Project would provide affordable housing in Airway Heights
A public hearing at the Airway Heights Planning Commission’s meeting last week offered in-depth details into a proposed multifamily housing project on South Craig Road near Highway 2.
After missing the last two meetings due to a lack of a quorum, the commission heard the plans from Defender Development’s Steve Emtman, who wants to provide an affordable housing option for people living in the Accident Potential Zone leading to Fairchild Air Force Base’s runway. The property is currently zoned as R-2, and could handle seven to 10 units per acre.
Other surrounding nearby land is zoned for mobile home housing. Emtman asked the commission to change the zoning to R-3 for multifamily housing, which allows a minimum of 10 units per acre and a maximum of 20 per acre.
The issue would normally be a simple zoning change, however part of Emtman’s property resides in the 70-decibel Joint Land Use Study sound contour, requiring approval from the JLUS Steering Committee.
Development Services Director Derrick Braaten said the only written comments received on the project were from the city’s Public Works Department. He also said that previous commissioners’ input included concerns of having a large amount of low-income housing in one particular area.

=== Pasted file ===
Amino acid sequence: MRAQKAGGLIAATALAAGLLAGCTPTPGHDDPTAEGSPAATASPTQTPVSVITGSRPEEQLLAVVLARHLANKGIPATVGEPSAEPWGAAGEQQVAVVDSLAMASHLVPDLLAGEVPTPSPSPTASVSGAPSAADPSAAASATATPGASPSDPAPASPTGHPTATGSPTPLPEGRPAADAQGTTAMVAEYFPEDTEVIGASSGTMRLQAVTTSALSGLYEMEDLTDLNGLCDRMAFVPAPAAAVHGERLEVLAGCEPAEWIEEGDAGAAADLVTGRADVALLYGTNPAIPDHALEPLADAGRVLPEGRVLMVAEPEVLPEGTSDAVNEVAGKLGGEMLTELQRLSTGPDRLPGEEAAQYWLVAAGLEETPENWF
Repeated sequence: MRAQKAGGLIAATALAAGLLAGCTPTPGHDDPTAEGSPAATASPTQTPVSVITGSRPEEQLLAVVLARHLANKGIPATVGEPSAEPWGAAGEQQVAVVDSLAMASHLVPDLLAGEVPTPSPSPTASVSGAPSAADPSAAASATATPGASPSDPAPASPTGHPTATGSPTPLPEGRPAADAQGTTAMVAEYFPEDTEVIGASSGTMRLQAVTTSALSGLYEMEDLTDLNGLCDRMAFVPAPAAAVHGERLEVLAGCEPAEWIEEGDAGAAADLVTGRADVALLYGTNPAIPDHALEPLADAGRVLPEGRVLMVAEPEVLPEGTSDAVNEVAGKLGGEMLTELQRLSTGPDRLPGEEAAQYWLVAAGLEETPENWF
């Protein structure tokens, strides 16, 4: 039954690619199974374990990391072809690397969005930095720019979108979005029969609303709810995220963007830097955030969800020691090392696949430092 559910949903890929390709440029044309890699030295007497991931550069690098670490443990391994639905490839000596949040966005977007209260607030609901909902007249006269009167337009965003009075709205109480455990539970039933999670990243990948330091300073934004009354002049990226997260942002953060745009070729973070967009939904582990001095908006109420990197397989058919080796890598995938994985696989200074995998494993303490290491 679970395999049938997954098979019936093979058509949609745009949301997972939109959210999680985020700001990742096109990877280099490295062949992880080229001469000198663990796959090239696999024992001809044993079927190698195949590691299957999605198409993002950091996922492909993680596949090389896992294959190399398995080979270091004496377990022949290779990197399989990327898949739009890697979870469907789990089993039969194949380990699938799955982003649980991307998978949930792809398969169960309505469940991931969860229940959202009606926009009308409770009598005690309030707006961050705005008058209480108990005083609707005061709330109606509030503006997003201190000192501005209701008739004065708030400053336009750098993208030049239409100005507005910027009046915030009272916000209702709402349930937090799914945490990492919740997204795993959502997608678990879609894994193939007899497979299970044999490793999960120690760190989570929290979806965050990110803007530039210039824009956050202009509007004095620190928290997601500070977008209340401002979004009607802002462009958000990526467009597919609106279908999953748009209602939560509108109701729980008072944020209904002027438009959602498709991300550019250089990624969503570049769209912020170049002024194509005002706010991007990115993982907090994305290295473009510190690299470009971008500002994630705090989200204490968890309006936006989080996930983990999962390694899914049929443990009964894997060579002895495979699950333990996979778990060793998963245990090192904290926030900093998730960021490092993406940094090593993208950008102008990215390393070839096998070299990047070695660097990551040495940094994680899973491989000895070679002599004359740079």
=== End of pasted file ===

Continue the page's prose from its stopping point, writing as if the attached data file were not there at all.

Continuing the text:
“There’s a concern that we’d have a re-creation of the south side next to the new $600,000 park,” he said. “But that assumes a negative character of people. Just because someone moves into a studio apartment doesn’t mean they’re a bad person.”
Emtman acquired the undeveloped property from State Bank two years ago. To date, one cottage home has been built on the lot, with the finished buildout having a neighborhood feel, he said.
“I don’t build low quality stuff,” Emtman said. “I like to take pride in what I do.”
Addressing some of the concerns, he said properties nearer to the Aspen Grove Park will be a bit on the higher end, noting the versatility of the location.
“When you move into a new place like that, you do take pride in it,” Commissioner Lorna Jones said.
Ultimately, the commission approved the suggestion of 15 units per acre, which was forwarded to the City Council for two ordinance readings.
The commission also passed two action items, the first of which changes the time of Planning Commission meetings. Due to the City Council’s decision to add a second work study session each month, the Planning Commission meetings will change to the second Wednesday of each month.
“We’ll still have one meeting per month,” Braaten said.
During his staff report, Braaten said water and sewer lines were being placed along north of Deer Heights Road, where the future road extension will go. Construction in the area is ongoing.
He also said the city is looking to eventually place a light at the intersection to help alleviate some traffic issues in the area. The city of Spokane is already pursuing a traffic light at the Highway 2 and Flint Road intersection to aid congestion and safety, given the growing number of vehicles on Highway 2 each day.
James Eik can be reached at firstname.lastname@example.org.